|dc.description.abstract||All five species of British shrews (Sorex araneus, S. minut,
Neomys fodiens, Crocidura suaveolens and C. russula were studied
with the emphasis being placed on the commoner species.
The population dynamics and seasonal fluctuations in numbers of
S. araneus and S. ininutus were investigated. A seasonal cycle of
captures of S. araneus was demonstrated, with peaks of occurrence in
summer, low numbers in winter and a re-emergence of high numbers in
spring. Closer study indicated a great mortality of old adults and.
juveniles in autumn which commenced before the onset of harsh weather
conditions, but overwintering survival of remaining shrews was high.
Home ranges and activity of S. araneus appeared to be reduced in winttc.
A study of food availability aid diet of S. araneus, S. ininutus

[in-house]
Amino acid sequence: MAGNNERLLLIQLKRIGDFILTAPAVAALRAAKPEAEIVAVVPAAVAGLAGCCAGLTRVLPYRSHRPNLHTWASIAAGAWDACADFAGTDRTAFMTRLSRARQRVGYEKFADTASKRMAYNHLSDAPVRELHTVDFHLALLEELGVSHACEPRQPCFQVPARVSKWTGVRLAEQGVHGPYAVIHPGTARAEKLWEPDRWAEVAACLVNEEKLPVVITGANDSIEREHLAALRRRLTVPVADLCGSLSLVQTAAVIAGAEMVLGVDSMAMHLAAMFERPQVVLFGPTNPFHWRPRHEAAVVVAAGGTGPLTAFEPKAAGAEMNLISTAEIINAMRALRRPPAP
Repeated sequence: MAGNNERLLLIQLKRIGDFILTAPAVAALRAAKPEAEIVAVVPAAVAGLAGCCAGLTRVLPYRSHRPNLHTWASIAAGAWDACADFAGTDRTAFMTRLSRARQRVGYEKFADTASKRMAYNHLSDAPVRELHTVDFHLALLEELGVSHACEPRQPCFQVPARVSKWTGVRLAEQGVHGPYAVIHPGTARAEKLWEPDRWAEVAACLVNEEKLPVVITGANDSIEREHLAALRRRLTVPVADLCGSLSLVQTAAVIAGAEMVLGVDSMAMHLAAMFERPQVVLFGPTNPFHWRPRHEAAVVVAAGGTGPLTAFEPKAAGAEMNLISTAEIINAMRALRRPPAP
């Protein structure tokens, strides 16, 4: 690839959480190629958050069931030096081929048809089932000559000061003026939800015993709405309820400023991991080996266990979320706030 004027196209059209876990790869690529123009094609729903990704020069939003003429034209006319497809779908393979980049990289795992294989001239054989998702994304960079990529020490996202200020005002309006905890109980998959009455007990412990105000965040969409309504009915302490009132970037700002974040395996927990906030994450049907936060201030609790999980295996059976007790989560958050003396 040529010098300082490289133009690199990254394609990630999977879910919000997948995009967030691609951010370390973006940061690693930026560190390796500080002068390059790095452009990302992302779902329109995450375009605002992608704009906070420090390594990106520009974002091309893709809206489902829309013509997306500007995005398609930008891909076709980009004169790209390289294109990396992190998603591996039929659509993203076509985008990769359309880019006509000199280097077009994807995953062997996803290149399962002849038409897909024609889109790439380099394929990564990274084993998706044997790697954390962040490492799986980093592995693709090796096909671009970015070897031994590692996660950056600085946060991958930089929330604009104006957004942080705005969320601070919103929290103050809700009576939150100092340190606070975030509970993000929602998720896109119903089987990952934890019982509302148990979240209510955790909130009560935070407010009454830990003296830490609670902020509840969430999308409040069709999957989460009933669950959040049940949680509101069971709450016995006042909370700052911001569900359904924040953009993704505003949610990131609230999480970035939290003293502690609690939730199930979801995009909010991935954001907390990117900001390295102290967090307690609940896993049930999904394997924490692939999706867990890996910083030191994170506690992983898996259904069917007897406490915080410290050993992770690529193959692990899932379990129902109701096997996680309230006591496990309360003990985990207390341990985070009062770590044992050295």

and N. fodiens showed major prey items to include adult coleopterans,
insect larvae, araneids, isopods and lumbrlcids which occurred In
large numbers throughout the year; no decrease in numbers or biomass
of prey was found to account for the decrease in body weight of
shrews in autumn and winter aid their apparent decline in numbers.
Food consumption of shrews ranged from 4 of the body weight
daily for C. suaveolens to i6 for S. minutus, but was not directly
related to body weight within a species. Conaurnption by S. araneus
was reduced at low temperatures.
Studies of fat storage by wild. shrews showed no great seasonal
differences, although captive shrews ac.cumirulated fat in warm conditions.
Studies on the foraging and burrowing behaviour of S. araneu3
showed that they are generally poor burrowers but that they are able
to recover insect pupae buried up to 120mm deep in soil.
It is sugges ted. that overwintering shrews adopt a more
subterranean existence, spending longer periods in the nest to
conserve body heat aid less time foraging. Mortality due to increased.
predation in autumn, aid reduced activity on the ground surface
probably account for low numbers of captures in winter.||en_US